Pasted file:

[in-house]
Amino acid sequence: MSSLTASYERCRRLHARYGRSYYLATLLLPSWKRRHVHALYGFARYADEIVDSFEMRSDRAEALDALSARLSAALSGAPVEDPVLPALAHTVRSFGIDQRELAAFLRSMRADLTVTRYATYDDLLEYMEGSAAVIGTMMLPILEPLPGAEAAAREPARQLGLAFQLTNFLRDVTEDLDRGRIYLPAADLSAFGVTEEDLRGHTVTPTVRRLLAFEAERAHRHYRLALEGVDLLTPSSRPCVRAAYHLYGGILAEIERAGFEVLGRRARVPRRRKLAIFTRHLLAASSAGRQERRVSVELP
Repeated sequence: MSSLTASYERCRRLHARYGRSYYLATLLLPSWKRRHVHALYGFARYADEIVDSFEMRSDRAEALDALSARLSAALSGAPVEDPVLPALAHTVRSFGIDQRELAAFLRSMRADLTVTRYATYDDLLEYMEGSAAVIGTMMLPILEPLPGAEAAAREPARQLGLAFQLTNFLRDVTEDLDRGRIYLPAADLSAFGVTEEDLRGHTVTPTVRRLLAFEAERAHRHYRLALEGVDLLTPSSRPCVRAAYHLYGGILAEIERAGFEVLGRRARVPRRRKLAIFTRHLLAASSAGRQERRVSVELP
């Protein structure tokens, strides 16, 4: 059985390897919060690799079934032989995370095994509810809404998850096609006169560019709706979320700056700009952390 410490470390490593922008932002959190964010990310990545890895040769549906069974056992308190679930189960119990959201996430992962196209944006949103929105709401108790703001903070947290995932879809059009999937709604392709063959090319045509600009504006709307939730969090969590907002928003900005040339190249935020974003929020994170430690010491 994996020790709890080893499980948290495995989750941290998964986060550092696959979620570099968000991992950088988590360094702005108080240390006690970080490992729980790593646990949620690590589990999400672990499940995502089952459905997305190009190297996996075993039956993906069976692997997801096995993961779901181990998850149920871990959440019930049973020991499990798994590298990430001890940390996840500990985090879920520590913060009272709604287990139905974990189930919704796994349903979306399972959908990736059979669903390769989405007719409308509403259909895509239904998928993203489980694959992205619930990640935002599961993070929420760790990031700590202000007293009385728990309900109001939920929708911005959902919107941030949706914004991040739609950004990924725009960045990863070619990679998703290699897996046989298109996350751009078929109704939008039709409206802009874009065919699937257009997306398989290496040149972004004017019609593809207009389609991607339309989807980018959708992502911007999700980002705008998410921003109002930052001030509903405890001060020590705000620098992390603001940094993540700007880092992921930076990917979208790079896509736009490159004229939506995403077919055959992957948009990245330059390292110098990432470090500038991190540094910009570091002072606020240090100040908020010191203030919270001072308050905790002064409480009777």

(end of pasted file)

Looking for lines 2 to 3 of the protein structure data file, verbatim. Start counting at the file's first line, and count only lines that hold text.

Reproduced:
Amino acid sequence: MSSLTASYERCRRLHARYGRSYYLATLLLPSWKRRHVHALYGFARYADEIVDSFEMRSDRAEALDALSARLSAALSGAPVEDPVLPALAHTVRSFGIDQRELAAFLRSMRADLTVTRYATYDDLLEYMEGSAAVIGTMMLPILEPLPGAEAAAREPARQLGLAFQLTNFLRDVTEDLDRGRIYLPAADLSAFGVTEEDLRGHTVTPTVRRLLAFEAERAHRHYRLALEGVDLLTPSSRPCVRAAYHLYGGILAEIERAGFEVLGRRARVPRRRKLAIFTRHLLAASSAGRQERRVSVELP
Repeated sequence: MSSLTASYERCRRLHARYGRSYYLATLLLPSWKRRHVHALYGFARYADEIVDSFEMRSDRAEALDALSARLSAALSGAPVEDPVLPALAHTVRSFGIDQRELAAFLRSMRADLTVTRYATYDDLLEYMEGSAAVIGTMMLPILEPLPGAEAAAREPARQLGLAFQLTNFLRDVTEDLDRGRIYLPAADLSAFGVTEEDLRGHTVTPTVRRLLAFEAERAHRHYRLALEGVDLLTPSSRPCVRAAYHLYGGILAEIERAGFEVLGRRARVPRRRKLAIFTRHLLAASSAGRQERRVSVELP